Ah, November. Pink sunrises, dark afternoons, hot mugs of cider, and lawns completely covered by crispy leaves. Leaves that must be removed before snow covers the ground (lest the lawns die beneath them).
So the sounds of November include the sounds of leaf-blowers and rakes. My neighbors are pretty considerate people; I don't have any complaints about leaves being blown around at 7 A.M. on a Sunday morning, or about people blowing leaves from their yard into mine. In fact, most of my neighbors go out of their way to be nice and helpful about these things. But I do have a few thoughts about the process of leaf removal, and I know you're dying to hear them.
When I was a child, Dad raked the leaves, sometimes with help from the teenagers in the neighborhood, who were willing to lend an assist for a little pocket money. The leaves had to be bagged and put at the curb. When we kids got older, the raking duties became ours. It wasn't a task that I particularly liked, since we lived on a heavily wooded lot, and the work was exhausting and tedious. It was really hard, producing sore shoulders and blistered hands. But it could be fun, especially if we were doing it together on a nice day. It could be turned into a game, or a race, and there was always something good to eat waiting for us in the kitchen when we were done. It was one of those things that just had to be done, so we did it, but it had an element of fun in it.
When I first moved here, I noticed that most people in these parts had landscaping services that took care of their leaves for them. For a while, we hired leaf-removers too. They were expensive, but they dispatched the leaves quickly and efficiently, using four-man teams equipped with gas-powered leaf blowers. I sometimes made them cookies, or planted bulbs while they worked, so that I could feel like I was part of the process.
But I never loved hiring someone to do the leaf removal. First, it took away a seasonal task that I had enjoyed (sort of). Second, I never really found a landscaper that I got along with. And third - well, there was the cost. When I was a stay-at-home mom without a salary, we had to closely examine everything we were spending money on, and leaves just didn't make the cut. Especially as the kids got older and were able to give me a little help. Sam bought an electric leaf blower, and the kids and I took turns with it. We always had fun, and we always managed to get the task done before the snow fell.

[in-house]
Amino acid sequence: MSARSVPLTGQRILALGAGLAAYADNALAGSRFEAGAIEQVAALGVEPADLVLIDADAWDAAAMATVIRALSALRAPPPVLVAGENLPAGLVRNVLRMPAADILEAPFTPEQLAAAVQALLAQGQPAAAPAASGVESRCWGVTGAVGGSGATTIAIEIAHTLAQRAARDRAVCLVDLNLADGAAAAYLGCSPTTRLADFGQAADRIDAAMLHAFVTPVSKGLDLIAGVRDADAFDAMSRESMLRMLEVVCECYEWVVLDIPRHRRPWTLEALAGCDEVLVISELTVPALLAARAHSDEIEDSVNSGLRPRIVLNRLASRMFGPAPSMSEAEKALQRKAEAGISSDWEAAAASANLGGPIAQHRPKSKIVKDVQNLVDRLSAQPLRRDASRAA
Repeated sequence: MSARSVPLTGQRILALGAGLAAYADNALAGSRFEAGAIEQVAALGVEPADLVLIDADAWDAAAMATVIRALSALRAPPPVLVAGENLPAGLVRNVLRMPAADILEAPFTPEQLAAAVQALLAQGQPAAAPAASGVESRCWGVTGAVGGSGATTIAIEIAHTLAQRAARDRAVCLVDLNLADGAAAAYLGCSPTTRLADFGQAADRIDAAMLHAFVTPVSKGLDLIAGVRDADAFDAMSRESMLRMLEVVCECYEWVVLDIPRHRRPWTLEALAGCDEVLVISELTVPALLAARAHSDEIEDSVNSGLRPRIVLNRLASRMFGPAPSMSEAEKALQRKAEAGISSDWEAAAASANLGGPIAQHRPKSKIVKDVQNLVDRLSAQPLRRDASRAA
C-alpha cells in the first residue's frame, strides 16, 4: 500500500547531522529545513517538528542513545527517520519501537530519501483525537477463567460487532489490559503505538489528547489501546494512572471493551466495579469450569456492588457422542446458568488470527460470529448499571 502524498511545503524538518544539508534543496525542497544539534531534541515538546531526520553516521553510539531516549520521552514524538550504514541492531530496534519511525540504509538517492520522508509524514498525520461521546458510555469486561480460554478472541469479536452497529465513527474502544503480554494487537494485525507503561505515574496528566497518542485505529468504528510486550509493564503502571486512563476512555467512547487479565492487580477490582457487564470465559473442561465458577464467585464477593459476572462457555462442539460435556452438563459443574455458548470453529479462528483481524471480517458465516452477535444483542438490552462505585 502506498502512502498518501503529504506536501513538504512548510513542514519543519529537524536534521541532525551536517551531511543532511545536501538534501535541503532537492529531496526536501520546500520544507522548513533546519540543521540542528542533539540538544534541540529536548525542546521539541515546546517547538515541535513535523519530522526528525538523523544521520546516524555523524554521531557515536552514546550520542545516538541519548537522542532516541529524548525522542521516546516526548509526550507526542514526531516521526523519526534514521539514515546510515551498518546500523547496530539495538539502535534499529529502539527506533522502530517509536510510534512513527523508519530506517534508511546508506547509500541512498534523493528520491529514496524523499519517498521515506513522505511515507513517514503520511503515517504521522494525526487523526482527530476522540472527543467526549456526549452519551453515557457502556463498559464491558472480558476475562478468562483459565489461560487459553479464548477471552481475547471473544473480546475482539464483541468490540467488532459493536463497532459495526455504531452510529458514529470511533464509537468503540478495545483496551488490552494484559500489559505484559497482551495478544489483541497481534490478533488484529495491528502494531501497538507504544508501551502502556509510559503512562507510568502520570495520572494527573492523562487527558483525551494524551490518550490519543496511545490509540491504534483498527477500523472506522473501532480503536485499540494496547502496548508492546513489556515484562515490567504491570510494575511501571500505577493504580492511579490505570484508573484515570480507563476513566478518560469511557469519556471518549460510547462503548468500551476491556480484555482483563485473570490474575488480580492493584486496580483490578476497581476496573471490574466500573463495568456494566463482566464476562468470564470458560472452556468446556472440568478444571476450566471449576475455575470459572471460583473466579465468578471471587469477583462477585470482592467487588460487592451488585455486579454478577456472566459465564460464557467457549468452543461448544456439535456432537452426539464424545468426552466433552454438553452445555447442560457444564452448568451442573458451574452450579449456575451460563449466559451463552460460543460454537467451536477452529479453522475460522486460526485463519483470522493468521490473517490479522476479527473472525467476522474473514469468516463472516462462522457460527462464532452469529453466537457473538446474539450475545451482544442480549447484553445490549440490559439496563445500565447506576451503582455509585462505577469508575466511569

This year, our leaf-blower is broken. We haven't had the time to replace it. But winter is approaching, and the job still needs to be done. So yesterday afternoon, I fired up my iPod, grabbed a rake, and tackled a little more than half the yard before it got dark. We have mostly maple, oak, and poplar here, so we are treated to a spectacular color show every fall, followed by a thick carpet of leaves. They are dry and light, mostly easy to rake, but my hands still get sore, and I feel the motion in the shoulder I broke last winter. I cheered myself on by imagining that I was burning tons of calories as I worked. I waved to neighbors who were doing the same thing, methodically raking leaves into piles, then merging the piles, then sweeping them into the street, where they will be collected and mulched by the town. Rakes are much quieter than blowers, and the near silence was welcome. I could hear the music in my headphones and the thoughts in my head.
Late in the afternoon, my son, frustrated and needing a break from his French homework, came outside and asked whether he could help. I got him a rake, connected the iPod to speakers so he could hear the music too, and had him join me. And while he was there, raking alongside me, I remembered the fun part about the leaves. It's the camaraderie, the sense of sweeping up the remains of the summer together and tucking them into the annals of memory. The air is getting colder, little by little, and when the winter arrives in earnest, we'll be ready, frost-covered lawn, hot cider, and all.